Mike Stinson - No more drummer jokes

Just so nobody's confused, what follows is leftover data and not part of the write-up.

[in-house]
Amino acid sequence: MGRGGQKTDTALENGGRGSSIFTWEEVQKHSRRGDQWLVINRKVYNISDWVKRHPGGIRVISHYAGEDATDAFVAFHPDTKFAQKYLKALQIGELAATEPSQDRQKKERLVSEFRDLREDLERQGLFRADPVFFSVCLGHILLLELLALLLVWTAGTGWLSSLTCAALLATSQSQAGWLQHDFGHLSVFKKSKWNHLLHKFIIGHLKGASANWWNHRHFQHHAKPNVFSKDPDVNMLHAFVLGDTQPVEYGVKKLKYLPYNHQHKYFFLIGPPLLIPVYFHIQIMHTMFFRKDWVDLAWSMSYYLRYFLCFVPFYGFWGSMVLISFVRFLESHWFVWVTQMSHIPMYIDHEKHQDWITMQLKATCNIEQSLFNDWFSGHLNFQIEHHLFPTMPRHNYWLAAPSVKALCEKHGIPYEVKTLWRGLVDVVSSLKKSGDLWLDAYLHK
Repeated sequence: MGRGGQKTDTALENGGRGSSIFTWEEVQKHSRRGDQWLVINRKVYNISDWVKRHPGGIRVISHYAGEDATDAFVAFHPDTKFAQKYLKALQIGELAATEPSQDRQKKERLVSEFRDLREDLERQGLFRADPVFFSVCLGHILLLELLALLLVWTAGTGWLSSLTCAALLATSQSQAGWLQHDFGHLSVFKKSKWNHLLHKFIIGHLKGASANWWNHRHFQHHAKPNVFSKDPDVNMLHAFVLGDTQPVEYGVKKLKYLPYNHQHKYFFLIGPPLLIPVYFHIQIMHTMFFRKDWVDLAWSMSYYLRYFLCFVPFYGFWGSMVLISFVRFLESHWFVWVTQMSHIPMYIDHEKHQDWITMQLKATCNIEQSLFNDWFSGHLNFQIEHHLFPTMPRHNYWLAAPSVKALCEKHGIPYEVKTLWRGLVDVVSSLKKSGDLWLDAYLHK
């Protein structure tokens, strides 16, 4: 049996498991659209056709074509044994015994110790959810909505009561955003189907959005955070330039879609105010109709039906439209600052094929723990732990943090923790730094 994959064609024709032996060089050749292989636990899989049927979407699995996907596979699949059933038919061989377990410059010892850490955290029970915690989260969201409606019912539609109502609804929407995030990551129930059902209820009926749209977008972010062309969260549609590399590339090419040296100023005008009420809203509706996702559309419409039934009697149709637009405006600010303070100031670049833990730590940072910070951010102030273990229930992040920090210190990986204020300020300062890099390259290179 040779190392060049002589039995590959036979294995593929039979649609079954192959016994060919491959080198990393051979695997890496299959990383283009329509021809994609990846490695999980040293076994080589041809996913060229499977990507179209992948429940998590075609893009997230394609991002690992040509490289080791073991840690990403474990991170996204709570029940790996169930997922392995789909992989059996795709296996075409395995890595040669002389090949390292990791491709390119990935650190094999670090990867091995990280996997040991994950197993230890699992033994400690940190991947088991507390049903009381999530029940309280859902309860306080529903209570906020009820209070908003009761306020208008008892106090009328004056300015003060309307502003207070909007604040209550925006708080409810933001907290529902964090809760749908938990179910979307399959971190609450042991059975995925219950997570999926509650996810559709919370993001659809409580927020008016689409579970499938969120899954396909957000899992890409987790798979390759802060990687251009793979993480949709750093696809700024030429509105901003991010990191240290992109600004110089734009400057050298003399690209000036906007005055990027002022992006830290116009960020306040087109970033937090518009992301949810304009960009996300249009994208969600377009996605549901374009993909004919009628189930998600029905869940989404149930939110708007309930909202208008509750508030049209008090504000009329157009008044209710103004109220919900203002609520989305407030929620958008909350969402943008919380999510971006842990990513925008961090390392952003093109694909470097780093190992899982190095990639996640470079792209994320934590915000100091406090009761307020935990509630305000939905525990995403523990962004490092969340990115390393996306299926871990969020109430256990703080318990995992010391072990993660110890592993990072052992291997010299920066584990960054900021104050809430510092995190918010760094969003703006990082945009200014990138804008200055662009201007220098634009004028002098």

Across the North Hollywood diner, a man is staring at us. Across the table from me is Mike Stinson, who looks so much like Gram Parsons that his recent participation in Gram Fest at Joshua Tree seems as unnecessary as an Elvis impersonator going to Graceland. But those who dress up as The King rarely have talent. Stinson, on the other hand, has talent to burn. A 34-year-old Virginia native, Stinson was playing drums not long ago with Waynesboro, a band fronted by Ramsay Midwood (whose debut CD recently was picked up by Vanguard Records). One of Stinson's first gigs with Waynesboro was at the Cinema Bar in Culver City, just south of Los Angeles. When Stinson belted out Chuck Berry's "Going Back To Memphis", the big crowd in the small dive was stunned. With his nasally twang and high-voltage spirit, Stinson instantly proved a welcome addition to the band. Stinson played drums in a succession of no-name bands for more than a decade. He moved from Virginia to Los Angeles in 1991, and in 1997 began making the transition to guitarist-singer, including a couple of projects with Johnny Irion (whose solo debut came out last year on Yep Roc Records). Some seemingly promising recording sessions resulted, one with Chris Robinson of the Black Crowes producing, the other with members of both the Crowes and Little Feat participating, but nothing ever was released. Finally, Stinson has his own solo debut, the self-released Jack Of All Heartache, and his own band, which includes Tony Gilkyson (from X) on lead guitar, Lucas Cheadle on bass, and Jason Moore on drums. Stinson opted to not play drums in his own because he sensed audiences found it odd. "I know they're thinking, 'Is he the singer or the drummer or what?'" he reflects. "Besides, it's easier to lead a band when you're standing in the front as opposed to sitting in the back." Jack Of All Heartache features nine honky-tonking tunes, and Stinson hits the sweet spot on damn near all of them. "Late Great Golden State" portrays Los Angeles as a place where dreamers never get over the thought of starting over: "Nice place for a clean slate/But leave your expectations at the gate." Stinson hasn't given up the drums completely; he spent some time in November in the studio with Vic Chesnutt (whose new album is tentatively set for a late March release on New West). As we're about to leave the diner, the guy who's been eyeing us all evening tentatively approaches and quietly announces, "I'm a huge fan." My pleasantly surprised companion thanks the stranger and shakes his hand. Tangible proof that Mike Stinson's long years of hard work are starting to pay off.